Scanning Film Negatives with a DSLR. Well, lets just say I've gotten better at this over the last couple of years.
The left image was one of the first I've "scanned" with my DSLR, and the one on the right I've just rescanned using the techniques described below (higher resolution available here). Right now I can get higher resolution and better image quality that what street labs give you on CD. I've seen many articles on the web explaining the basics of digitising film negatives or transparencies with a digital camera. The basics are quite simple: you take a photo of a negative into a light source and invert. That's it. First of all: Why? - Street labs can usually scan the film but I’ve got bad scans and missing/cut frames more than once. British Journal of Photography for iPad on the iTunes App Store. Once Magazine for iPad on the iTunes App Store. Photo Booth. April 16, 2014 Portfolio: Cathedrals of Ice This past February, thanks to an unusually cold winter, the sea caves along the Apostle Islands National Lakeshore, in northern Wisconsin, were accessible by foot for the first time in five years.
Visitors were able to walk two miles over the thick ice of Lake Superior to see the ice formations that run up the coastline. Erin Brethauer, a photographer living in North Carolina, visited the sea caves. Click here to view a slide show of her photographs. April 14, 2014. New York Times Photojournalism - Photography, Video and Visual Journalism Archives - Lens Blog. LightBox - From the photo editors of TIME. External disk not showing up in Locate. Well, after countless wasted hours, I've given up.
There's something terribly wrong either with Aperture or with OS X Lion or the combination. The random volume disconnects and volumes missing as choices from the Located Referenced Masters screen don't seem to have any logical basis--the only explanation is some sort of bug with volume identification. So... I took out a wicked big hammer and fixed the Aperture library directly. I found the needed bread crumbs here: les-volume/ Using a utility for editing SQLite databases, I directly reset the volume UUID for all of the referenced masters in the library to match the one "working" test image I imported. It took about 15 minutes, including downloading an SQL editor and backing up the library. A cautionary note: I'm a professional software developer and screwing around inside databases is entirely within my zone of comfort and understanding. Thanks to those on this thread who offered suggestions.
Manually Change Aperture Referenced Files Volume « Kevin's Blog. If you have had issues with Apple's Aperture using referenced files then this post may be of some help.
In my previous posts here and here I detailed the issues that I have been experiencing and some of the steps I tried to get back working. If, like me, you are still banging your head against the wall, you may want to consider manually updating the Aperture Library Database file. The process described below is for more advanced/daring users. I've tried to recount everything I've done, but may have left some bits out. Please be careful and understand all the steps below before proceeding. For this procedure to work, you will need to have a file stored on the new location of your referenced images that Aperture successfully knows about. The db file is in a slightly different location than for iPhoto but is not too hard to find. Here is where things get scary. You will need to manually edit the database in SQLLite3.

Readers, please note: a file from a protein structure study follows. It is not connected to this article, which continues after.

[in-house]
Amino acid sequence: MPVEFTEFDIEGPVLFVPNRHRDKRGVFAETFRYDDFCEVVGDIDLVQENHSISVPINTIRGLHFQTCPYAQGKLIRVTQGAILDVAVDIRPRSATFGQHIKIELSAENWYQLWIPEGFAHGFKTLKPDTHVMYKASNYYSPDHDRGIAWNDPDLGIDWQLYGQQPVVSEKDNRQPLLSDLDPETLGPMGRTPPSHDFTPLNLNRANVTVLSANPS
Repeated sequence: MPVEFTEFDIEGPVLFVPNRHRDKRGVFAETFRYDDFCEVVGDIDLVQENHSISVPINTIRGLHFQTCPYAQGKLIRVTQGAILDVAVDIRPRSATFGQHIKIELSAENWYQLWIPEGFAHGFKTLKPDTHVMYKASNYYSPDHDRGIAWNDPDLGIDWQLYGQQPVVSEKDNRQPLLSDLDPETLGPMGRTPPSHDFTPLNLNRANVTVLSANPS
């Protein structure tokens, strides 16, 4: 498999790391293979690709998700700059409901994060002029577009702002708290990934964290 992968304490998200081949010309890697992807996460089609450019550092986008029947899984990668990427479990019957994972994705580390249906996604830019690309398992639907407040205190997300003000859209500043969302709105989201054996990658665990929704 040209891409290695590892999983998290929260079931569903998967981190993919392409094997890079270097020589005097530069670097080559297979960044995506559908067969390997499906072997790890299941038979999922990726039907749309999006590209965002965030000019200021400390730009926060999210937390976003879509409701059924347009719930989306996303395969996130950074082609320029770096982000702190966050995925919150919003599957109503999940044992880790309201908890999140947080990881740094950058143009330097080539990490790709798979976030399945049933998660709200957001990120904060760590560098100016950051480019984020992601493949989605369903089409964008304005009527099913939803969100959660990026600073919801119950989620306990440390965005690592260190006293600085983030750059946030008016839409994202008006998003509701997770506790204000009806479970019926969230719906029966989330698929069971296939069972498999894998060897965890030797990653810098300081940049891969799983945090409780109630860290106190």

I used SQLLite Manager to run the commands against my DB. Popularity: 26% Two easy steps for using a DMCA takedown notice to battle copyright infringement. Finding an unauthorized use of your photograph on the web is upsetting.
But what can you do about it? You can contact an attorney for assistance. But if you haven’t registered your photo in advance of the infringement, then you won’t be eligible for statutory damages. Attorneys will take such cases on contingency only under certain circumstances. It then will cost a lot to pursue the infringement when paying the attorney an hourly fee. Fortunately, the Digital Millennium Copyright Act (DMCA) gives you another option. Please note that the DMCA is US law only.
The art of HDR photography - part 1. By dpreview staff on Dec 22, 2010 at 22:22 GMT Today we're publishing the first in a series of articles by Uwe Steinmueller of Digital Outback Photo on the art of HDR photography.
The first chapter (of what will eventually become Uwe's next E-book) covers the basics of dynamic range and the basics of High Dynamic Range photography. Future chapters will cover capture, workflow and advanced HDR techniques. For now, enjoy this exclusive first part of what we hope will develop into a useful manual for anyone interested in getting more of the dynamic range they see in the scenes they photograph into the images and prints they produce. We asked Uwe to give us a brief introduction to this series of articles: "We've been looking into HDR photography Since 2002.